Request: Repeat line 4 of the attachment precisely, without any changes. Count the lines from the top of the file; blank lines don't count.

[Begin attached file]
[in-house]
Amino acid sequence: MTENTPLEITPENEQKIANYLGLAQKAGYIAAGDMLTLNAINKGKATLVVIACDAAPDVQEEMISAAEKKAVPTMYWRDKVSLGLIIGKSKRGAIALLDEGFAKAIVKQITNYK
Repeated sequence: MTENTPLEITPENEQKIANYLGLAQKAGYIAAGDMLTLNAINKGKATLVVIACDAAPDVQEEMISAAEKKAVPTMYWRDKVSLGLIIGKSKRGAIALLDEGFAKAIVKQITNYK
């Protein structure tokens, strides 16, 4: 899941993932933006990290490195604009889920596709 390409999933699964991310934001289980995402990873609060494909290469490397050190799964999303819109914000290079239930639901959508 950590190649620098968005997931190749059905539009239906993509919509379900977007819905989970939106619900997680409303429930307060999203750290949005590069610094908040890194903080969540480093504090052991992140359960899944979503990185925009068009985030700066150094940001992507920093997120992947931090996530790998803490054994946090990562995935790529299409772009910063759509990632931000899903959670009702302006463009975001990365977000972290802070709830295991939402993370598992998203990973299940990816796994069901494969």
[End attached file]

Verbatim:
């Protein structure tokens, strides 16, 4: 899941993932933006990290490195604009889920596709 390409999933699964991310934001289980995402990873609060494909290469490397050190799964999303819109914000290079239930639901959508 950590190649620098968005997931190749059905539009239906993509919509379900977007819905989970939106619900997680409303429930307060999203750290949005590069610094908040890194903080969540480093504090052991992140359960899944979503990185925009068009985030700066150094940001992507920093997120992947931090996530790998803490054994946090990562995935790529299409772009910063759509990632931000899903959670009702302006463009975001990365977000972290802070709830295991939402993370598992998203990973299940990816796994069901494969």